People in STEM jobs benefit from being in such high demand. Study after study confirms that STEM professionals get paid more than non-STEM professionals -- often much more -- even when you control for their education and other factors. Contrary to Charette's claim that STEM wages have stagnated, reports from Georgetown, the Commerce Department, and the Information Technology Innovation Foundation show that they have risen faster than non-STEM wages, even in recent years. That is a sign that employers are feeling the pinch.

Of course, not every STEM degree is a ticket to success. Charette is right to point out that people with PhDs in some sciences can have a tough time finding a job that matches their degrees. But such jobs represent only a very small sliver of the STEM job market.

The fact that STEM jobs have fared so well even through the recession is telling. If anything, demand will only intensify as the economy picks up.

Don't forget the STEM technicians!
Charette does not address the high demand for a large category of STEM workers: those who have two-year degrees or certificates rather than bachelor's degrees or higher. In fact, he barely acknowledges that such workers exist.

"Of the 7.6 million STEM workers counted by the Commerce Department, only 3.3 million possess STEM degrees," he writes. "If many STEM jobs can be filled by people who don't have a STEM degree, then why the big push to get more students to pursue STEM?" Charette does not mention that, by "STEM degrees," he means bachelor's or advanced degrees in STEM. Yet the Commerce Department report clearly indicates that the large majority of STEM workers who lack a bachelor's degree in STEM actually lack a bachelor's degree in any subject. Instead, most have 2-year degrees or certificates and do jobs that require nothing higher than that.

In fact, Jonathan Roswell of the Brookings Institution feels that studies like Commerce Department report dramatically undercount such STEM jobs. By his reckoning, STEM workers with an associate's degree or less account for 10 percent of the entire U.S. workforce. And don't imagine for a moment that the jobs they do require only low skills. Roswell finds that those jobs demand a "high level of knowledge" in STEM, and employers are quick to pay a premium for that knowledge. He estimates that, on average, STEM jobs that don't require a four-year degree pay 10 percent more than non-STEM jobs with similar education requirements.

Indeed, when business leaders in Change the Equation's coalition talk about the STEM worker shortage, they are often referring to the trouble they have finding qualified STEM workers below the bachelor's level. The evidence is on their side.

It's not just about "STEM Jobs" Anymore
One major flaw in Charette's argument is that he overlooks the growing demand for STEM skills beyond traditional STEM jobs.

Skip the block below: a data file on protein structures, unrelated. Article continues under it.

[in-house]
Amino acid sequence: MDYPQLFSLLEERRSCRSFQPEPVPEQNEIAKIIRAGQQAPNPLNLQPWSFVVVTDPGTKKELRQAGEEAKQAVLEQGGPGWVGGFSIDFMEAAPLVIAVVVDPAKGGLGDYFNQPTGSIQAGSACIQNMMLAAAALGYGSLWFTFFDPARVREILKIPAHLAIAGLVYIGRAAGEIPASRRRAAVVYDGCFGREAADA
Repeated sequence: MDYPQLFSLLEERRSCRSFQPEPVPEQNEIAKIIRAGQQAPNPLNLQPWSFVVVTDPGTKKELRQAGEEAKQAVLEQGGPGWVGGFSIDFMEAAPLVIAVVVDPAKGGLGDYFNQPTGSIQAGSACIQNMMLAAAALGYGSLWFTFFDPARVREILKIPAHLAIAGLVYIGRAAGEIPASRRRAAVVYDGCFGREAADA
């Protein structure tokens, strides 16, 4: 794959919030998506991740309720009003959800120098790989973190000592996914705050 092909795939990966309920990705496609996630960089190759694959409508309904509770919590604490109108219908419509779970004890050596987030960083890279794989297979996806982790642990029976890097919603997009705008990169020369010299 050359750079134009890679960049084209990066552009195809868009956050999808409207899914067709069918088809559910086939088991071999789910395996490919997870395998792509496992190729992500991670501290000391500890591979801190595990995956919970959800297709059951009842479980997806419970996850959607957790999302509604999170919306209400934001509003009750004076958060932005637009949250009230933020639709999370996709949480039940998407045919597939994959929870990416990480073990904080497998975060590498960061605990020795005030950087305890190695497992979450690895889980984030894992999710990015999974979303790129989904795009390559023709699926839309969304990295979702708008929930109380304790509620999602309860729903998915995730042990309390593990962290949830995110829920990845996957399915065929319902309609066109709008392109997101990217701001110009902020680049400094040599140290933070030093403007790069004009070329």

In fact, what Charette sees as a sign of anemic demand for STEM professionals is quite the opposite. He observes that people with STEM credentials are not staying in STEM jobs, but that is only because they have strong job prospects well beyond the traditional STEM fields.

That does not mean that their STEM skills are going to waste. According to NSF, two thirds of people with degrees in Science and Engineering who end up in jobs outside of those fields report that their jobs are "closely or somewhat related" to their degrees. Georgetown's 2011 report on STEM found that STEM professionals are hot commodities in high-paying fields like finance and management, leaving many more employers to compete for people in a limited pool of STEM talent.

Again, employers are willing to pay for that talent. People with STEM degrees who go into non-STEM jobs earn 12 percent more than those don't hold degrees in STEM. That wage premium drives home the point that even non-STEM employers value STEM skills.

STEM for all
After making such a spirited attack on claims of a STEM shortage, Charette devotes a scant concluding paragraph to what he calls another "STEM crisis": "the fact that today's students are not receiving a solid grounding in science, math and engineering." On that point, at least, we agree. We need to make all young people STEM literate to help them cope with the broader challenges of life and citizenship in the twenty-first century.

Yet that crisis is at the heart of the STEM worker shortage. Employers of all stripes are looking for people with strong STEM knowledge and skills, but the U.S. talent pool is currently too shallow to meet their needs.

The consequences of this shortage are not merely economically devastating. They are devastating to the prospects of millions of low-income and minority youth who have not received a solid grounding in STEM and therefore have almost no chance to enjoy the benefits of a STEM career.

For those youth in particular, the STEM crisis is unfortunately all too real.